• I spent weeks putting off working on my Junior Paper (JP) because I was overwhelmed, but once I started that it really is an enriching experience once you take it one day at a time. 

Fall Break in Greece


During fall break, I had the opportunity to travel to Greece with the Humanities Sequence. After dedicating much time and energy during our first year at Princeton to the rigorous reading schedule and thought-provoking discussions of the HUM Sequence, my peers and I were ecstatic to pursue our individual research questions during our sequence sponsored fall break trip to Athens.

Upon arriving in Greece, I was struck by the extraordinary view of the Acropolis from my hotel room balcony. Our days were filled with guided tours, museum trips and excursions. While we spent most of the break in Athens, we were lucky enough to venture out to visit the Archeological Site of Delphi and to swim in the Aegean Sea at Nafplio.

Image
Two girls sitting on the shore of the Aegean Sea

During my research day in Greece, I visited the Parthenon and the Acropolis Museum. I came to Greece hoping to study the Parthenon Marbles and to get a sense of Greek opinion on the marbles’ ownership debate. I cannot fully describe the sense of awe that flooded me when I finally arrived at the Parthenon. As a Classics student studying Greek, I found myself trying to translate every ruin I saw. This trip held extreme significance for me, and I was moved by the museums, ruins, sites and the homes of the authors whom I have dedicated myself to studying at Princeton.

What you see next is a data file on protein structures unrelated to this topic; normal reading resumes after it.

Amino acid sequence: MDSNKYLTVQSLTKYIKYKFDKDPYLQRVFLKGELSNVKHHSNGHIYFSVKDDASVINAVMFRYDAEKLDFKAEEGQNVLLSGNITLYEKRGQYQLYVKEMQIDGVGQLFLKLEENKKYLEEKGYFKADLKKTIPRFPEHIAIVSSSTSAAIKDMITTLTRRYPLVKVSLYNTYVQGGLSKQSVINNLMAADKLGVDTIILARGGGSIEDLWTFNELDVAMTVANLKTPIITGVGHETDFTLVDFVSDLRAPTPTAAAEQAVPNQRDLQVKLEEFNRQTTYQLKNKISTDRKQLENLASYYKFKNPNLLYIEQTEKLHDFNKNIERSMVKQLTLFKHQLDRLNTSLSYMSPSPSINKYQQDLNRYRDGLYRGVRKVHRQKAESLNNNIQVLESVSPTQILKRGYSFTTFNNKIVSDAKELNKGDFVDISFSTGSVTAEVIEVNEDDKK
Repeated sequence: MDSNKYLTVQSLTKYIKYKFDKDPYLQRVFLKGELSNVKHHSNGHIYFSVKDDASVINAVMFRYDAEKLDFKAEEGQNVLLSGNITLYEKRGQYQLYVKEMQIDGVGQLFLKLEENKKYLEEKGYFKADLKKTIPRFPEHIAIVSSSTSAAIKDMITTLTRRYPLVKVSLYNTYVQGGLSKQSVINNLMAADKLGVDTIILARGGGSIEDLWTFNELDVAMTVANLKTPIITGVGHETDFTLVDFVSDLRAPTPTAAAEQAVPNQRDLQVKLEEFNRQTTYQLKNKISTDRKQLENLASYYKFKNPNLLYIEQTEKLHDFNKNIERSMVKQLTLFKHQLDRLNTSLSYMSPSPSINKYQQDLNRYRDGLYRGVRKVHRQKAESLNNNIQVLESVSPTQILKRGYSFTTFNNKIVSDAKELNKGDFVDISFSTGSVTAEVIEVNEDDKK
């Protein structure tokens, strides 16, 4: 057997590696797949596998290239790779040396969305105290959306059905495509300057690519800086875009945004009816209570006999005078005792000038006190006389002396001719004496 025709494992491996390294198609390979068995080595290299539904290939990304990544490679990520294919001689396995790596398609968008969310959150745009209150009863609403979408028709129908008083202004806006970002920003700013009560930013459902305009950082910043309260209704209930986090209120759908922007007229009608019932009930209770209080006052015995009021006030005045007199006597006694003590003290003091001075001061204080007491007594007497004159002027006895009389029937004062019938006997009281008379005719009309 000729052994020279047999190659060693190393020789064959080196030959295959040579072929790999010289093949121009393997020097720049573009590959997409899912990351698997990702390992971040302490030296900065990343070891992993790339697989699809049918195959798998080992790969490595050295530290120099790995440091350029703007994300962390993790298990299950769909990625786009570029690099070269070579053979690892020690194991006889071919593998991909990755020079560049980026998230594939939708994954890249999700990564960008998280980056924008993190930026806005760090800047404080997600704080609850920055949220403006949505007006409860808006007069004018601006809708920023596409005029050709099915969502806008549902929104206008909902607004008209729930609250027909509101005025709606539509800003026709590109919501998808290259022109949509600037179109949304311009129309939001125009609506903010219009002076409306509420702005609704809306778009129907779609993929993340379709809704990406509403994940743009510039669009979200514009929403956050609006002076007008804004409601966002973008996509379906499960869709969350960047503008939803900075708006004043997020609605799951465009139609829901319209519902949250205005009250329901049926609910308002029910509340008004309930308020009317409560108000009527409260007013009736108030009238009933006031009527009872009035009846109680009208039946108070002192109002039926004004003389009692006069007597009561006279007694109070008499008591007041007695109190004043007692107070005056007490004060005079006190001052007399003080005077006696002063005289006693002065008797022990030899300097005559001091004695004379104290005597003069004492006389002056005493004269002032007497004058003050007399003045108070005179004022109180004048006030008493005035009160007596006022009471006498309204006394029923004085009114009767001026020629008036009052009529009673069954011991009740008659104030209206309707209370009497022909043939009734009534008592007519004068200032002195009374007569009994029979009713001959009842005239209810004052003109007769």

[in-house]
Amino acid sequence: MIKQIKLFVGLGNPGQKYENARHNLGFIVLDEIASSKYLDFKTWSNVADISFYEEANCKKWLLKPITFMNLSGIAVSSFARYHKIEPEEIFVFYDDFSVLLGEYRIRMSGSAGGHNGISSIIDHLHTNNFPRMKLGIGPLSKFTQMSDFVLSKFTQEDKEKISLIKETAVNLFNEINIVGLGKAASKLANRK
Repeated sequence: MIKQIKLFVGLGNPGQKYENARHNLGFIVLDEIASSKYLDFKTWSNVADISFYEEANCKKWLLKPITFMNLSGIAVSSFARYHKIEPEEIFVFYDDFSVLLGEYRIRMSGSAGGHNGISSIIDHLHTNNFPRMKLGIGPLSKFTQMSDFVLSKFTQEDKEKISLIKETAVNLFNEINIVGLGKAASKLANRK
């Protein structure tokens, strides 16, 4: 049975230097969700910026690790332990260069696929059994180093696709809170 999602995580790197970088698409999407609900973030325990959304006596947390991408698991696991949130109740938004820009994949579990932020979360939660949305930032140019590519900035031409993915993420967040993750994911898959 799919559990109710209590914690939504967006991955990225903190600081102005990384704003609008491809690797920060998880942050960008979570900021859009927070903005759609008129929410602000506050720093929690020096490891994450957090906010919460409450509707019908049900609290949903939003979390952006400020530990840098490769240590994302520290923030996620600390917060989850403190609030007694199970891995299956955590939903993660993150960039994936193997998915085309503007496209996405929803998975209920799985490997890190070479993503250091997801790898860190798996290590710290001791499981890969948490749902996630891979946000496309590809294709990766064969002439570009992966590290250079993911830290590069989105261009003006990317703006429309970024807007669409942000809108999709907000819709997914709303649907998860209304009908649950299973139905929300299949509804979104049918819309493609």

Image
Girl in a selfie in front of The Parthenon

On the flight back to campus, I remember reflecting on the entire experience. I was overwhelmed by an extreme sense of gratitude––for the opportunity to travel to Greece, for the hospitality of the Greek people and mostly for the community fostered by the HUM sequence. The HUM sequence has been a defining element of my experience at Princeton, and I highly recommend that anyone who has an interest in the humanities or literature consider it. While abroad, I grew closer to my classmates and professors. Later this week we will all come together and present our projects from the trip.